1. Perhaps not Nathaniel. IIRC there is a trolley loop at NE Campus Parkway and if not a couple of switches there would not be a huge expenditure. If you were to keep the route a trolley some switchwork is unavoidable. If you were to follow Zach’s suggestion you would need to add switches around the triangle and across NE Pacific St to keep the bus a trolley anyhow.

  15. Seeing how only a negligible amount of new trolley wire would be needed for this shuttle, I think it’s a good idea. But I am unsure that artic trolleys would be able to maneuver through the right turn from John to Broadway. A test coach would probably be needed to get the answer.

    1. 43’s currently do that turn all the time, only going left, when heading back to base without going downtown. (To the confusion of many, many riders who thought they were on a regular 43.

  16. There are merits to having local bus service that follows light rail. However, Route 43 is a place where I think the merits are pretty weak:

    1. The John Street segment of Route 43 already will have frequent service with Routes 8/11. Those heading to UW from this corridor segment will be able to easily get to the CHS station or get to 23rd Avenue to board Route 48. “I have to walk 1000 feet further” is about the only complaint that these riders could have for 90+ percent of their tripmaking.
    2. The 23rd/24th Avenue segment will have great, frequent service on the 48. Rather than accessing Capitol Hill on a one-seat ride, riders will be forced to transfer.
    3. Except for the Group Health facility and nearby shopping district at 15th/John (served by many routes) and a small business district near the Montlake library, there is either single-family houses or low-rise townhouses, condos or apartments. There are plenty of other corridors in Seattle with similar or higher residential densities — and much less frequent and less direct bus service.

    It would be nice to have buses run from everywhere to everywhere, but let’s be fair to everyone in town! There are plenty of denser residential areas of Seattle that have lost or should lose direct bus service now that rail is here. I am just not convinced that Route 43 needs to be saved while others get much worse service.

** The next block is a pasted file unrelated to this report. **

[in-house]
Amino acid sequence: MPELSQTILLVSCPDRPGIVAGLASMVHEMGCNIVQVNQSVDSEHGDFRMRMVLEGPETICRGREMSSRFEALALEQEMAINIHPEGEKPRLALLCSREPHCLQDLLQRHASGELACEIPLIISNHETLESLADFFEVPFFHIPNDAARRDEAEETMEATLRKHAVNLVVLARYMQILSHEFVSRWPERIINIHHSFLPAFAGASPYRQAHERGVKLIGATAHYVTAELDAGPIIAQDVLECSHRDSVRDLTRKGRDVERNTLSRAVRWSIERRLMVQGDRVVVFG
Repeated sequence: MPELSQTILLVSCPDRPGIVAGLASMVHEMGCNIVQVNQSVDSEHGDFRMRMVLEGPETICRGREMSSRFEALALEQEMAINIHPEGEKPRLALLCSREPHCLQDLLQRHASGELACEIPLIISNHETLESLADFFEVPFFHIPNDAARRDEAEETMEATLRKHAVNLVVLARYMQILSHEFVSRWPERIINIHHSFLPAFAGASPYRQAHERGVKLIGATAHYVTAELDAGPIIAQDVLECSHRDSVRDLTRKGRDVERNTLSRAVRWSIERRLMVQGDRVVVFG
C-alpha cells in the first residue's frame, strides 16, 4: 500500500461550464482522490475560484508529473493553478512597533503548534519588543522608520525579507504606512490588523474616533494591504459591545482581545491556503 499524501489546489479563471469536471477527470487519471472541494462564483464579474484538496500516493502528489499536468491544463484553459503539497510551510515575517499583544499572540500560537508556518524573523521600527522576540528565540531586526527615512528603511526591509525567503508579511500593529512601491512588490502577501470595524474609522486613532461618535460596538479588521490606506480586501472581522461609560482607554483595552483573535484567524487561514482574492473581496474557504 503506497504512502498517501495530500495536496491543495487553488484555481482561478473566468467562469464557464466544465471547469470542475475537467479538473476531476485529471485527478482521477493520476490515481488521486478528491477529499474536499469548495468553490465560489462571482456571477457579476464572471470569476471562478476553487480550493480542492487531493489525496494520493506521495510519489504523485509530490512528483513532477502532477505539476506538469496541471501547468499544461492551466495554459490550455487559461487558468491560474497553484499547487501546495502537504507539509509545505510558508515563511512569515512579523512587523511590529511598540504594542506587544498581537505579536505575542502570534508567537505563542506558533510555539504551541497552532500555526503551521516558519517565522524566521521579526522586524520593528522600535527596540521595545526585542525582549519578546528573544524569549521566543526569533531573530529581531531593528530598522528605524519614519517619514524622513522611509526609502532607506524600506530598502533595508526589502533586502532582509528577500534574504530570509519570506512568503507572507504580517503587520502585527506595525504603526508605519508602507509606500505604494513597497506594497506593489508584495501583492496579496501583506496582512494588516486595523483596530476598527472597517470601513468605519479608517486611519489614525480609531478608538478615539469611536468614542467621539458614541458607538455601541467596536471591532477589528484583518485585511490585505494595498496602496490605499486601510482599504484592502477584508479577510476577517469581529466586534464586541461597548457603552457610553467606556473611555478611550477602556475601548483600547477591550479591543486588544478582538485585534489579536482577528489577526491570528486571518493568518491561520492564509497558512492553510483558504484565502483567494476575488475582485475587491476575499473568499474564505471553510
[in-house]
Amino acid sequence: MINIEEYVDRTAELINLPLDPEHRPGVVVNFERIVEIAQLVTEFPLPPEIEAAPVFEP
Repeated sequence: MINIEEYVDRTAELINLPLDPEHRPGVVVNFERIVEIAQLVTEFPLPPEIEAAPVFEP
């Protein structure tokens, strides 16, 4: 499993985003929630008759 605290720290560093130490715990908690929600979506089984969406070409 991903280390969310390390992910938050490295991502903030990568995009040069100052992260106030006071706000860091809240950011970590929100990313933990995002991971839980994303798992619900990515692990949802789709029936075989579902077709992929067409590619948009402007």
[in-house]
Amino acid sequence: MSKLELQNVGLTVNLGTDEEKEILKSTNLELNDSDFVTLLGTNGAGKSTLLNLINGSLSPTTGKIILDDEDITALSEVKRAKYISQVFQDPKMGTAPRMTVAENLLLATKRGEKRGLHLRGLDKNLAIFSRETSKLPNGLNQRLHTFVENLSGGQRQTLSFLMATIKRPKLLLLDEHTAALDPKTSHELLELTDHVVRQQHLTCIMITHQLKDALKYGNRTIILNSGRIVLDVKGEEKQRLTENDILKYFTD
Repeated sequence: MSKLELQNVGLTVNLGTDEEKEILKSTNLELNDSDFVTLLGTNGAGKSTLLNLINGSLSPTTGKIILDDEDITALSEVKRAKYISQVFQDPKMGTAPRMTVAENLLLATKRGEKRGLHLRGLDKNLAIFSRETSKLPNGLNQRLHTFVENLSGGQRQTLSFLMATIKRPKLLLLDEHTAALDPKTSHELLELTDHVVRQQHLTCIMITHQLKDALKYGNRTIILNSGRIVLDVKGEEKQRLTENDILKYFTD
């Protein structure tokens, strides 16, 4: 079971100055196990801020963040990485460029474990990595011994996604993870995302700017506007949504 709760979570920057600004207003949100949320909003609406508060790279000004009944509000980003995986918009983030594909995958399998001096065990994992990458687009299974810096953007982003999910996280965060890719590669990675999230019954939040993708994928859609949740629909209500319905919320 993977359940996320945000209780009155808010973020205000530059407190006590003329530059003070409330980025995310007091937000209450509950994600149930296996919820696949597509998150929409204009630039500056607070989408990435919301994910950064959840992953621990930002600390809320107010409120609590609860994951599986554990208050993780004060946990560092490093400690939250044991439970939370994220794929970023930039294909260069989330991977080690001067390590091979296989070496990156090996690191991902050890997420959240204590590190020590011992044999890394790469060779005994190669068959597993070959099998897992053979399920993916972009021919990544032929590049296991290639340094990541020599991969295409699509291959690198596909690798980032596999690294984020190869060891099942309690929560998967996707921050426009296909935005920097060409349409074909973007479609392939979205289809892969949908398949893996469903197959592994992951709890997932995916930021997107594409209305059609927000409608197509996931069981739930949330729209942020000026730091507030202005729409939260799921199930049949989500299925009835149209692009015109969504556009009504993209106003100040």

In fact, I get concerned that the public involvement process leading to routes that get “saved” end up being mainly those where residents have more time and familiarity with the public decision-making process — and frankly those are usually white, American-born, better-educated and usually less transit-dependent. I understand that riders do not like to “lose” something, but what the 43 corridor riders gain in terms of service at frequencies that approaches continuous access is incredibly wonderful — and is so much better than what most of Seattleites get.

    1. In the abstract I totally agree with you, but I’m proposing this in the context of hundreds of letters and petitions being received by Councilmembers.

      1. Yeah it’s quite amazing how Montlake residents will go from 15 minute to 7-10 minute service on Route 48 AND a fast rail connection to Downtown — yet whine that they are losing something.

        Actually, I think one area where the route structure is a bit overly optimistic is in fact Route 48. The route today is a direct, fast connection between Mt. Baker Transit Center and UW, where this won’t be an attractive transfer once U-Link opens because riders will just stay on the train. If that is the case, It may be reasonable to move some of those trips to be Route 43.

      2. Say you live at 24th/Galer and you want to go to Pioneer Square during peak. Of the following options, which would you take?

        Backtrack to Link via the 48: Wait 5 minutes, #48 for 6 minutes, 3 minute walk, 3 minute wait, 12 minute train. Total time: 29 minutes

        48 to 8/11 to Link: Wait 5 minutes, #48 for 5 minutes to 23rd/John, walk 5 minutes to 19th/Thomas, wait 4 minutes, take 8/11 for 6 minutes to Capitol Hill Station, wait 3 minutes, 8 minute train ride. Total time: 36 minutes

        48 to 2: Wait 5 minutes, #48 for 10 minutes, wait 7 minutes, #2 for 17 minutes, walk 5 minutes. Total time: 44 minutes

        48 to 3/4: Wait 5 minutes, #48 for 14 minutes, wait 5 minutes, #3/4 for 18 minutes. Total time: 42 minutes

        “43 shuttle” to Link: wait 10 minutes, #43 for 12 minutes, wait 3 minutes, 8 minute train. Total time: 33 minutes

        Under the “show up randomly at the bus stop” scenario, the 48 -> Link is fastest by 4 minutes, giving a 29 minute trip. If you have access to a real-time info platform, however, and can reduce all but 2 minutes of the expected wait, 43->Link would be 4 minutes faster still, at only 25 minutes.

      3. You’re neglecting the wait time for the 43 Shuttle. If it runs every twenty minutes – a slightly optimistic plan, as I pointed out above – the ten-minute average wait would push that trip up to 33 minutes.